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League privately downplays officiating conference call

Late yesterday afternoon, Jay Glazer of FOX reported that the NFL will conduct a conference call on Friday with all officials for the purposes of giving the men in black and white a “pep talk” and to clean up mistakes.

Publicly, the league-owned website has devoted a top-of-the-stack story to the Glazer report, characterized the report as something Glazer “reported” while appearing on NFL Network’s Total Access

Privately, the league is characterizing the situation much differently, explaining that the conference call was not scheduled to address officiating mistakes or to provide a pep talk to the men charged with getting the calls right.

As explained in a memo sent by V.P. of football operations Ray Anderson to all teams, key portions of which we have obtained, the conference call is part of new V.P. of officiating Carl Johnson’s goal to expand and improve communications among the members of the officiating staff, the 32 NFL clubs, and the league office.   

The memo explains that the conference call will include “all members of the Officiating staff, including supervisors, trainers and instant replay crews,” and that it is intended to “provide an opportunity to review common issues relating to application of the playing rules, game management, player safety, and instant replay.” 

Anderson’s memo also points out an “expectation” that “calls of this type will become a regular feature of our training and review program, along with our pre-season clinic, weekly training videos, our program of grading and film review, in-person teaching by veteran officials, and other steps to ensure that our games continue to feature the highest quality officiating.”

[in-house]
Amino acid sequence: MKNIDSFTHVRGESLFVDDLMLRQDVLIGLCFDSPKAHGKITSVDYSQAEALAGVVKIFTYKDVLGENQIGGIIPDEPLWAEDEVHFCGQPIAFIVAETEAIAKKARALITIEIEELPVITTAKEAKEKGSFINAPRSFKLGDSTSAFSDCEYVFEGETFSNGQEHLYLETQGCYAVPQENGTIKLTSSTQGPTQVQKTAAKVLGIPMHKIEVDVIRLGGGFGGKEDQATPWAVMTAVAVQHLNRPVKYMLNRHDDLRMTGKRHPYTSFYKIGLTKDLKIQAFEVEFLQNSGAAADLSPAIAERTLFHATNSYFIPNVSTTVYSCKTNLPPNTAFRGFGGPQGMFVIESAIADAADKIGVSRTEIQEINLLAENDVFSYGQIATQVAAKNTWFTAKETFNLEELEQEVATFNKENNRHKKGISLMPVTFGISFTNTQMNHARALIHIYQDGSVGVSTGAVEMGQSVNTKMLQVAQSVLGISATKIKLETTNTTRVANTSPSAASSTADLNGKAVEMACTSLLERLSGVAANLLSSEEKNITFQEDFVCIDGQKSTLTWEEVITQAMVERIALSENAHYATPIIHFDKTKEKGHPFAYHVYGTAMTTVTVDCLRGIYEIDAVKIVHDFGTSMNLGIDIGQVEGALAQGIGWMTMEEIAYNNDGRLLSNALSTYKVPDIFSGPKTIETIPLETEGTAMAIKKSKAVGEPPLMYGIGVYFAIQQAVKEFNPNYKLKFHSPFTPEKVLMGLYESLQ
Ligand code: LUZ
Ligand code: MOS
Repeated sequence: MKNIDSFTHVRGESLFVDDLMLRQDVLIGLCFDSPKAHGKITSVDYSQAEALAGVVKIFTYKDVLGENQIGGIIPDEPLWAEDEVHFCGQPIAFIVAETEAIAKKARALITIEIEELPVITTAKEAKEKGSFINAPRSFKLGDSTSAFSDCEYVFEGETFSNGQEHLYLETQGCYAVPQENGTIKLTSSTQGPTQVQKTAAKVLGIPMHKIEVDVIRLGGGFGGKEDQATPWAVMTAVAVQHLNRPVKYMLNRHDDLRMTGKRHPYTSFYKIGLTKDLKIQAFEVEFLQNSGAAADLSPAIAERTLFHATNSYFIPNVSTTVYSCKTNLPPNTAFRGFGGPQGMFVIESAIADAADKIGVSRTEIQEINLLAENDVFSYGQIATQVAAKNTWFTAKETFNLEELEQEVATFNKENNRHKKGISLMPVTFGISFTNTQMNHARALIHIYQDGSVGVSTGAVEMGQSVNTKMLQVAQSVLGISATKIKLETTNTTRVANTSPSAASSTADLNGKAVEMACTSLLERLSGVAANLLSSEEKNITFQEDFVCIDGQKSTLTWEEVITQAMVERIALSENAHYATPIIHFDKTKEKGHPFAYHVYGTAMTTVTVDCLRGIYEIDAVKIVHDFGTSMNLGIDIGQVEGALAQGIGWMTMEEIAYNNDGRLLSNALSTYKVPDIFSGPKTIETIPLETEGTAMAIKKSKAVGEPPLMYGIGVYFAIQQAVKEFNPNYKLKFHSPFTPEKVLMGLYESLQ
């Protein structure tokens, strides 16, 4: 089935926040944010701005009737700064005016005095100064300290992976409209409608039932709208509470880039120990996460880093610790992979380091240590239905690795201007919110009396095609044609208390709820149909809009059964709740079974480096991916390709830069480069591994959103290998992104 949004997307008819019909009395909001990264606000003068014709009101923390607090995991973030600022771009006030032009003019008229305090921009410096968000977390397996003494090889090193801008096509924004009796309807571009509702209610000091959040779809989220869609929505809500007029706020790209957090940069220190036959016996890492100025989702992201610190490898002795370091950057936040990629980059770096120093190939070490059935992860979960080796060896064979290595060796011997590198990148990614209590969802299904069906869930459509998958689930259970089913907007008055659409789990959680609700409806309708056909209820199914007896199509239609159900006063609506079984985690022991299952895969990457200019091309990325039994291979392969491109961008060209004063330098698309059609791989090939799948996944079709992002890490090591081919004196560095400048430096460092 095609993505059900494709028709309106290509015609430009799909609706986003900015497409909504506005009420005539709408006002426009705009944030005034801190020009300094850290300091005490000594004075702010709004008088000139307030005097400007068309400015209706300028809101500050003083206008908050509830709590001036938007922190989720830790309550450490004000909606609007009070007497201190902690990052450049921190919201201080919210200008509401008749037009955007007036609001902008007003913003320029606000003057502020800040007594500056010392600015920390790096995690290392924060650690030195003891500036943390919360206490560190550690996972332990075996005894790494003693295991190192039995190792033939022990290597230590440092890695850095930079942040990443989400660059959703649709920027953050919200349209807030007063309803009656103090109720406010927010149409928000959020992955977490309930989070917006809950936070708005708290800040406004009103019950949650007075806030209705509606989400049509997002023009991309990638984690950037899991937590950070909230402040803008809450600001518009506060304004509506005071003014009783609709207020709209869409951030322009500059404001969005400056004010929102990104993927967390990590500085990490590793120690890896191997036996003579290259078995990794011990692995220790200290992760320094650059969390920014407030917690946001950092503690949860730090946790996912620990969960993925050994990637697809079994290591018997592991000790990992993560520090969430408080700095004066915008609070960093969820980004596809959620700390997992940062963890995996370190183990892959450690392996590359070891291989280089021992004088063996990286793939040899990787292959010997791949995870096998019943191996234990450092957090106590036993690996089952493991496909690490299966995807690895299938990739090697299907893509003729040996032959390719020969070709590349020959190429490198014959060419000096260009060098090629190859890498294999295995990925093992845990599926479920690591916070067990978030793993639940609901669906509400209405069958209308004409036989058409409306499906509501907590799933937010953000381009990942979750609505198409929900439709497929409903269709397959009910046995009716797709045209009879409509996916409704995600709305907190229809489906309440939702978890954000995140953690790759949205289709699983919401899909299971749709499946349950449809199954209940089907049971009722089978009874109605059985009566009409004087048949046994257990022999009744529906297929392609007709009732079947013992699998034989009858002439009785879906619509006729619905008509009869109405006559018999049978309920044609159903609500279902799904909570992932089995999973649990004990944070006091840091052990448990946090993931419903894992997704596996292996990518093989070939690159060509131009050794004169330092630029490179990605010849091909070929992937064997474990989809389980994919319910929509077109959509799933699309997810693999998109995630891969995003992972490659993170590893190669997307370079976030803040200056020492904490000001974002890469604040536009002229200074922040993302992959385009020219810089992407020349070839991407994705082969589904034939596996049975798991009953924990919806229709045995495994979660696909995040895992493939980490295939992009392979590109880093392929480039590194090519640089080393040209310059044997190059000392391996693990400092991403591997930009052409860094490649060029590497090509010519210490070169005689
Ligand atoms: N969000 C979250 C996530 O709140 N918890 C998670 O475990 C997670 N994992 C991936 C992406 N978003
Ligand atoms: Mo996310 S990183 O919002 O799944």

That said, we assume/hope that the call will include some tough talk aimed at officials who can’t get calls right that happen right in front of them, or who overturn via replay review calls that had been made correctly in the first instance.  But to the extent that this conference call has been painted as a bat-signal-style gathering to shore up a troubled pack of zebras, the league’s position is that the conference call is “unprecedented” only because it’s the first time this new communications initiative will be utilized.

Of course, it’s entirely possible (and some would say likely) that the memo is merely cover for dealing with an all-hands-on-deck crisis in officiating.  Given our stubborn refusal to accept things at face value, we’re inclined to agree with Glazer’s characterization of the events. 

And, hopefully, we’ve sufficiently harmonized the two realities in a manner that won’t prompt Glazer to threaten to “choke [me] out.”

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20 Responses to “League privately downplays officiating conference call”
  1. Kisstherings says: Oct 29, 2010 9:41 AM

    Maybe Glazer had it wrong from the get-go??

  2. Jeremy says: Oct 29, 2010 9:43 AM

    Goodell: Is everybody here?
    Head of officials: Yes sir.
    Goodell: Good. Suck less. That is all.

  3. HarrisonHits says: Oct 29, 2010 9:53 AM

    Of course the league denies they are trying to clean up crap calls by crap officials and is acting like everything is perfect.
    NFL refs are getting worse by the week.

  4. gforce89 says: Oct 29, 2010 9:55 AM

    The conference call was to determine how many bogus calls the league will give the Steelers this weekend.

  5. thecuz says: Oct 29, 2010 9:57 AM


    Hopefully, we’ve sufficiently harmonized the two realities in a manner that won’t prompt Glazer to threaten to “choke [me] out.”
    WTF are u talking about?

  6. Rockymtnphinfan says: Oct 29, 2010 9:58 AM

    Glazer is a narcissistic douche bag!

  7. SteelTown-6 says: Oct 29, 2010 9:58 AM

    Full. Time. Officials.